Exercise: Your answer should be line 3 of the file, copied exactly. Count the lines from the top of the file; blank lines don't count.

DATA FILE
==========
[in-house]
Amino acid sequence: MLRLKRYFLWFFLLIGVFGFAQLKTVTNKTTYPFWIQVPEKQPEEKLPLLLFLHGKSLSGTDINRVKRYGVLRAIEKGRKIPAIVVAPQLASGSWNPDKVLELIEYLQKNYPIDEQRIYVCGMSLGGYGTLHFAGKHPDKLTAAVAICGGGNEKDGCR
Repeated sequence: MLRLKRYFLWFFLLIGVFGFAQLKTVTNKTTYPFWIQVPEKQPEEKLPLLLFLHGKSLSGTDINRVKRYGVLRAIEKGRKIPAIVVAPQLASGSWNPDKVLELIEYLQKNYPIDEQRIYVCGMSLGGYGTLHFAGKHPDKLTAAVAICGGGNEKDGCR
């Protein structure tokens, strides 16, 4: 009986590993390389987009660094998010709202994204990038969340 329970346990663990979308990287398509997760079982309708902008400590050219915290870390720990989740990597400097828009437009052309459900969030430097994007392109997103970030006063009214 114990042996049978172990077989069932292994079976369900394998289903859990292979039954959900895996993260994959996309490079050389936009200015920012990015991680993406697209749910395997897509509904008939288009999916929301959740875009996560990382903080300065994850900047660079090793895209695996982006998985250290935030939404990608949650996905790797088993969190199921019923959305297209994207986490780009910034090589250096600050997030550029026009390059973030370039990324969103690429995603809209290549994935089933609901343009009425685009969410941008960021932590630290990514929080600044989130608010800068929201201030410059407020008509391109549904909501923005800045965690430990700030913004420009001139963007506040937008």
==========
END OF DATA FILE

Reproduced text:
Repeated sequence: MLRLKRYFLWFFLLIGVFGFAQLKTVTNKTTYPFWIQVPEKQPEEKLPLLLFLHGKSLSGTDINRVKRYGVLRAIEKGRKIPAIVVAPQLASGSWNPDKVLELIEYLQKNYPIDEQRIYVCGMSLGGYGTLHFAGKHPDKLTAAVAICGGGNEKDGCR